At last, an actual Aquaman movie is on the way. It’s well-known (if not official) that Jason Momoa is playing the sea-dwelling superhero in Justice League, likely appearing first in cameo form in Batman v Superman: Dawn of Justice. Via The Hollywood Reporter, now we also know that Warner Bros. and DC Entertainment are pushing a solo installment for Aquaman, with two screenwriters hired to separately churn out their take on the character with the hopes that one of them will be perfect. Those writers are Will Beall, who is really only known cinematically for Gangster Squad, and Kurt Johnstad, who worked with Justice League franchise mastermind Zack Snyder on 300 and its sequel, 300: Rise of an Empire, and also penned the script for Act of Valor.
Neither sounds like an amazing prospect, but the competition could bring out the best in each of them. I would attempt to lend them some guidance — because I’m sure they’re both happily scouring the internet for not only the demands of fans but also the ideas of non-fans — but I won’t even pretend to have a clue about where the character and his storylines have gone in the 20 years or so since I avidly read his comics. And frankly, even though I was plenty into Aquaman as a marine-life-loving kid, I can’t recall a whole lot about his background or major conflicts anyway. I remember he got a harpoon hand and a beard and went shirtless in an effort to be gritty and hip, but I don’t have a single memory of any of his enemies or which would make a great on-screen villain. Nor, honestly, do I care about any of that stuff. Yet.
What I am interested in is how an aquatic superhero would have to exist in a relatively realistic modern world, as much as we accept Snyder’s DC universe to be. Sure, Aquaman could just deal with his underwater realm and face problems specific to Atlantis, but Guardians of the Galaxy aside, superhero movies of today are most popular when relatable in an Earthly grounded plot. It’s neat to see Krypton at the beginning of Man of Steel and Asgard in spurts in the Thor movies, but we like to see those aliens’ adventures and battles on our planet. This will be the same with Aquaman, albeit with more allowances made for scenes in the seas, just a lot of surface and near-surface action rather than all in the depths of the ocean. We should anticipate a lot of stuff on ships and offshore oil drilling rigs and islands like the Midway Atoll.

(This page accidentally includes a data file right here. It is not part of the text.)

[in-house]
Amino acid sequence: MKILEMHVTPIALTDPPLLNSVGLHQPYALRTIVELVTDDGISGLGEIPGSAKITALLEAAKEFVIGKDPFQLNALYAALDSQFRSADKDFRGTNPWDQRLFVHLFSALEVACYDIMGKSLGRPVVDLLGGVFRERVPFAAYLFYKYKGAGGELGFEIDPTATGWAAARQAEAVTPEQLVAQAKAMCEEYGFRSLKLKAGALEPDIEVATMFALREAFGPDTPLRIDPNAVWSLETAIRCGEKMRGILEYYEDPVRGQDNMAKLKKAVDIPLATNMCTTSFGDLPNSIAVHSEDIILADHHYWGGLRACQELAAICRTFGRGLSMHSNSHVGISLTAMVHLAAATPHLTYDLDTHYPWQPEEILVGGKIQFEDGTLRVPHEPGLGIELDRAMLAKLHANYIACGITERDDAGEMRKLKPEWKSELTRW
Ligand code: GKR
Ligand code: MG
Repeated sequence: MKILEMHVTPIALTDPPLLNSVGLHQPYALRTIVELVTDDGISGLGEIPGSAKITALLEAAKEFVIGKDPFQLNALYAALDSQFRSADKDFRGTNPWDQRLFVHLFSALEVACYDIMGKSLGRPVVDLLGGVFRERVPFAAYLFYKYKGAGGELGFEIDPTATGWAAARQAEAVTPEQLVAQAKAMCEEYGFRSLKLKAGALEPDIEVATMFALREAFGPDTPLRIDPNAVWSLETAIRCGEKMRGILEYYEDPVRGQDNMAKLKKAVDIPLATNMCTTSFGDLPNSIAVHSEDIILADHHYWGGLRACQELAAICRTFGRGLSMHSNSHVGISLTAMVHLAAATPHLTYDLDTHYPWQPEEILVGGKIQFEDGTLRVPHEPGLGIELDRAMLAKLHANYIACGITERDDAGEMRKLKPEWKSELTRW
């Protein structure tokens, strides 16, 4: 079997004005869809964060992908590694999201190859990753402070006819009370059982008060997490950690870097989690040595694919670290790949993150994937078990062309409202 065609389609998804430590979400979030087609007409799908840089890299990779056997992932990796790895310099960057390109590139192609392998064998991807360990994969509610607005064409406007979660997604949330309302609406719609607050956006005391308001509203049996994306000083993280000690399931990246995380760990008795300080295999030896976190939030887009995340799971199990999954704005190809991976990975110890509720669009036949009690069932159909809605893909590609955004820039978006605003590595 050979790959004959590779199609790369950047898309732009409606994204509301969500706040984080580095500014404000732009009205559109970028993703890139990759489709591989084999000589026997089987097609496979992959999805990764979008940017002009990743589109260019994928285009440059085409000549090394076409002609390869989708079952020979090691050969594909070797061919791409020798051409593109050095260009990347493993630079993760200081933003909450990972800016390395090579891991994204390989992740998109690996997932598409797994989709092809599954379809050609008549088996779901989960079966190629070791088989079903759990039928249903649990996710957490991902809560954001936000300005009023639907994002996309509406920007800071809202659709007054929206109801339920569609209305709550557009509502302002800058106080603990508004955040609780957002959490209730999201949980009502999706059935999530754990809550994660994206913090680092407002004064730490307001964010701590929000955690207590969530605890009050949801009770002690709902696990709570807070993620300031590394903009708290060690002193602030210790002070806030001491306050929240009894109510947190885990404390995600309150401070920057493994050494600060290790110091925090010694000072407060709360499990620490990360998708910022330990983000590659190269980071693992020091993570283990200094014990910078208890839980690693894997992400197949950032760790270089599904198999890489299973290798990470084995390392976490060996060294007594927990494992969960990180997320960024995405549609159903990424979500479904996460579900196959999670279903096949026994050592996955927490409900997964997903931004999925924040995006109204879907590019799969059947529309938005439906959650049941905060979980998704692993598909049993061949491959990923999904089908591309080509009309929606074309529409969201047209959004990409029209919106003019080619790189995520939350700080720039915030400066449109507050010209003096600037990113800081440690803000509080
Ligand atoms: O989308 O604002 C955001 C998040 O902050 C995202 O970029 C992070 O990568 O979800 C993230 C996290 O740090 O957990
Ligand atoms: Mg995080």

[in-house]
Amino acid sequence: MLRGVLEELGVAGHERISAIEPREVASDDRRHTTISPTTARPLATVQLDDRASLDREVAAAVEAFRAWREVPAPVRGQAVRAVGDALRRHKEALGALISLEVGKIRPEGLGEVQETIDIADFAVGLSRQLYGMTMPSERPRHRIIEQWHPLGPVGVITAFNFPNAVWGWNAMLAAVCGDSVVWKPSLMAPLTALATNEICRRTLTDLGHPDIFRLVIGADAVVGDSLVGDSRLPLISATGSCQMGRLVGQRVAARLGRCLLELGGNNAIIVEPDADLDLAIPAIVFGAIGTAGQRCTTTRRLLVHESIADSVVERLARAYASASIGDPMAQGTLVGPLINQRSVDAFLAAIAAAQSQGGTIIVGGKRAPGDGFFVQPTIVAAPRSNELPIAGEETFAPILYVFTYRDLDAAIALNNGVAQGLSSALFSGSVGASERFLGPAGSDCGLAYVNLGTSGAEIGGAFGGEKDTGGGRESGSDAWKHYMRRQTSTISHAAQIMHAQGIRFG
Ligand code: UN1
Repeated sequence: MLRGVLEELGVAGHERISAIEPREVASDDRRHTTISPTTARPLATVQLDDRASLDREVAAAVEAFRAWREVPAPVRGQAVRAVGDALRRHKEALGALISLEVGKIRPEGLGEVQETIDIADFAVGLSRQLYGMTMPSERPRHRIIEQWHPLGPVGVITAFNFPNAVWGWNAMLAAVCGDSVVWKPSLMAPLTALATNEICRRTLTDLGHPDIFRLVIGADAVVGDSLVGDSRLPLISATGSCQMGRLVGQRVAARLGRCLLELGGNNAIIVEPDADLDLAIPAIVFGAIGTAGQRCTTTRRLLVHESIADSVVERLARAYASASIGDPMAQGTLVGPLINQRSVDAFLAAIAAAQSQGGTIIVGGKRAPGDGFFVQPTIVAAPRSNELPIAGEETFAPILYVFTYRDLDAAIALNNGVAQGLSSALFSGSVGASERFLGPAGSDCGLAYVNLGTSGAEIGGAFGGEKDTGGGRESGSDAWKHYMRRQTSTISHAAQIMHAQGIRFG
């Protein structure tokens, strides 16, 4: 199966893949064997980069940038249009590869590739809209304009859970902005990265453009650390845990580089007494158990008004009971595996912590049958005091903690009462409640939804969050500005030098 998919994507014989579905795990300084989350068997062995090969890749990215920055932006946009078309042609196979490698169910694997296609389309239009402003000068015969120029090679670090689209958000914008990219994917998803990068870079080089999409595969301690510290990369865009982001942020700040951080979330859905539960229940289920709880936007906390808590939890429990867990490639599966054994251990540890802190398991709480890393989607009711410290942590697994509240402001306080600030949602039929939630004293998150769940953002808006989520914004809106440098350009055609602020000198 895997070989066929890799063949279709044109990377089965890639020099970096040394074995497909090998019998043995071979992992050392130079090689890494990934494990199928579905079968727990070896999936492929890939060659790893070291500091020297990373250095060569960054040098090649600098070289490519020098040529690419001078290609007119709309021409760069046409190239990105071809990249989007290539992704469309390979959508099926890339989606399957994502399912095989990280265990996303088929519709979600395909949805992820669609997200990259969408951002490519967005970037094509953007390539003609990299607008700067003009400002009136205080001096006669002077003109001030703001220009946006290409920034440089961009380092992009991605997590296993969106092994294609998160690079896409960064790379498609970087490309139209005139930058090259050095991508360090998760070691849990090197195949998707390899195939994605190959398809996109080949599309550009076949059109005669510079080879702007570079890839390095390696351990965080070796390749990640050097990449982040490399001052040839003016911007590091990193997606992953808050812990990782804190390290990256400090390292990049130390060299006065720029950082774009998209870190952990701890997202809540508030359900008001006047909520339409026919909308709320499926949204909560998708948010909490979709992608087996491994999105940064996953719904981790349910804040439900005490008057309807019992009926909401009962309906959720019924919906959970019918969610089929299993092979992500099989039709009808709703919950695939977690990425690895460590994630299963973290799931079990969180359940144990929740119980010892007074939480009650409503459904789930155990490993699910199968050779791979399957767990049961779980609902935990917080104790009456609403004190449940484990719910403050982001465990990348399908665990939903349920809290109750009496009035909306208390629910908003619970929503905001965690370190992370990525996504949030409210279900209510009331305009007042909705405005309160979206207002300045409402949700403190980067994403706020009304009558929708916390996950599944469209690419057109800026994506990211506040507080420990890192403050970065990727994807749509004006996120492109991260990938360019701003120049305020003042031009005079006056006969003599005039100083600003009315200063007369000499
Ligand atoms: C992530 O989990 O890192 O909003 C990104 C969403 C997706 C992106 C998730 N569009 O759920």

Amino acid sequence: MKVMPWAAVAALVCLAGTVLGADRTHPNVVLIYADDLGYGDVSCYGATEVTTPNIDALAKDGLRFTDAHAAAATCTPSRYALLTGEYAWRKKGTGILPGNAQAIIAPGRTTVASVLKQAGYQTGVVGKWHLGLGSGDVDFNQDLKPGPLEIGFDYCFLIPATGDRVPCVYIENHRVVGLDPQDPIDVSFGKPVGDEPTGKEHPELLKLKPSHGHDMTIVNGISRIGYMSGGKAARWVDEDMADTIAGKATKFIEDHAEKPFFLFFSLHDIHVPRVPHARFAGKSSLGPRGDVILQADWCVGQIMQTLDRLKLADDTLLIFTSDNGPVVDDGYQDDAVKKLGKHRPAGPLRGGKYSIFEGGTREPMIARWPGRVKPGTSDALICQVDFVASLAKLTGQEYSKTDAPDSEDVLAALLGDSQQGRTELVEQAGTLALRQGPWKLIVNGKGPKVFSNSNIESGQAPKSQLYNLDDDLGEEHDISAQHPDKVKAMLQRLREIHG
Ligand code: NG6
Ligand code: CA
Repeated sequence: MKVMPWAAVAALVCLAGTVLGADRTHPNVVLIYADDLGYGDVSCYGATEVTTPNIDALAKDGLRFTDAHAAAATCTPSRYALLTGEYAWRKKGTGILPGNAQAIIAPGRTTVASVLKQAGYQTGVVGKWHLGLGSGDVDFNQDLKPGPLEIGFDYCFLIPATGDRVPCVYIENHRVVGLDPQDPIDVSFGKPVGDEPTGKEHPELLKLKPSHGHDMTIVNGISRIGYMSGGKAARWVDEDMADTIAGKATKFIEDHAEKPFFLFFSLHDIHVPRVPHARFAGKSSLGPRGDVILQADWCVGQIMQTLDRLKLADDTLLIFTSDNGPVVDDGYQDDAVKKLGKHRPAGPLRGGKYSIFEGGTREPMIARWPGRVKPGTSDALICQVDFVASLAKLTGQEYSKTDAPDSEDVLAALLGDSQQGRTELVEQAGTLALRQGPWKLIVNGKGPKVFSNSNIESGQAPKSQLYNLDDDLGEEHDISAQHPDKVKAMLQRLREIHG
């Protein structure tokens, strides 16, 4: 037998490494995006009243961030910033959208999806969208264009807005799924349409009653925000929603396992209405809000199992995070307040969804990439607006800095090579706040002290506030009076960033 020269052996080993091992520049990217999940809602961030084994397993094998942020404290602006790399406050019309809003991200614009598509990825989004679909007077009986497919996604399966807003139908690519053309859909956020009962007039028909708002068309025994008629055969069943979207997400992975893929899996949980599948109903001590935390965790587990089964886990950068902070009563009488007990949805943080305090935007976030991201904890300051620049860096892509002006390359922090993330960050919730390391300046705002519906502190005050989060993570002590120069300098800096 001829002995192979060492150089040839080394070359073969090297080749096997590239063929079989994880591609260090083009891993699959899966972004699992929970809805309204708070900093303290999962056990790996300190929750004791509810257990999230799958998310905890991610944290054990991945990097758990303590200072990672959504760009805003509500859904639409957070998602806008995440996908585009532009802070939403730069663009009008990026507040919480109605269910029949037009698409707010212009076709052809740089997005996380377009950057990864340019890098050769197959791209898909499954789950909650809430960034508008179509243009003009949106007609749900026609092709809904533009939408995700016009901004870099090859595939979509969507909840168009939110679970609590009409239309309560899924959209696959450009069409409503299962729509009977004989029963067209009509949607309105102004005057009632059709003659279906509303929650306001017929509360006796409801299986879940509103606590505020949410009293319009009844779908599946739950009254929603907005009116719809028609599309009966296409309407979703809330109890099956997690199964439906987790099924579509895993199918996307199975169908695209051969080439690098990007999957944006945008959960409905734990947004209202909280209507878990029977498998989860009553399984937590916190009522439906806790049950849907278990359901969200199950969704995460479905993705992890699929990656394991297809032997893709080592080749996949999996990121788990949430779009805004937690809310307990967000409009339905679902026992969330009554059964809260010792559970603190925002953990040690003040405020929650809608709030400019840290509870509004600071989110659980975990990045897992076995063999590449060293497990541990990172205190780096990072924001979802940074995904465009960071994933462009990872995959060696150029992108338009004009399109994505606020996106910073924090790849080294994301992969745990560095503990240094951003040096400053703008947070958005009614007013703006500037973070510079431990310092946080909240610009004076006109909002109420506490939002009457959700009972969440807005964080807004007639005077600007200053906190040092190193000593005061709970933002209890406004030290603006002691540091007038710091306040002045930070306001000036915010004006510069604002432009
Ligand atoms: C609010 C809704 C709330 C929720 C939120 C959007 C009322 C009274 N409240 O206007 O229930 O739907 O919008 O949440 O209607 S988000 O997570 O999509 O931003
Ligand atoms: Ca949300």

The latter two settings are significant as involving real-world environmental issues. It’s wrong to think that the DC cinematic universe would be a perfect world where something like the Deepwater Horizon oil spill doesn’t happen or, more so, where there is no Great Pacific Garbage Patch and its pollutants that wash up on the Midway Islands. If superhero movies want to be identifiably edgy and true to our contemporary problems, Aquaman should be fighting the dolphin-slaughtering industry seen in The Cove and should be concerned about climate change and its affect on the size of hurricanes and about overfishing and other conservation issues. It doesn’t have to be cheesy, like so many environmentalism-themed movies have been before, and it doesn’t have to be a political turn-off, not any more than the current events seeping into the conservative-minded Dark Knight trilogy was.
Real environmental issues don’t have to be the central angle of the movie, either. They should just be addressed. Aquaman is the king and protector of the sea, and he has to go up against anything posing a threat to it (we can assume his link to the other Justice League heroes will be through Man of Steel‘s World Machine and what it was doing out in the middle of the Indian Ocean). That could even mean he goes up against Somali pirates, though Captain America: Winter Soldier sort of went there already. Aquaman has to be something unique. And it really can be, given that we haven’t yet seen a superhero movie set primarily in the ocean. But we don’t need something that is primarily a clone of other superhero movies simply transplanted to Aquaman’s environment. Let that environment instead inspire something we’ve never seen before in any way, shape or form.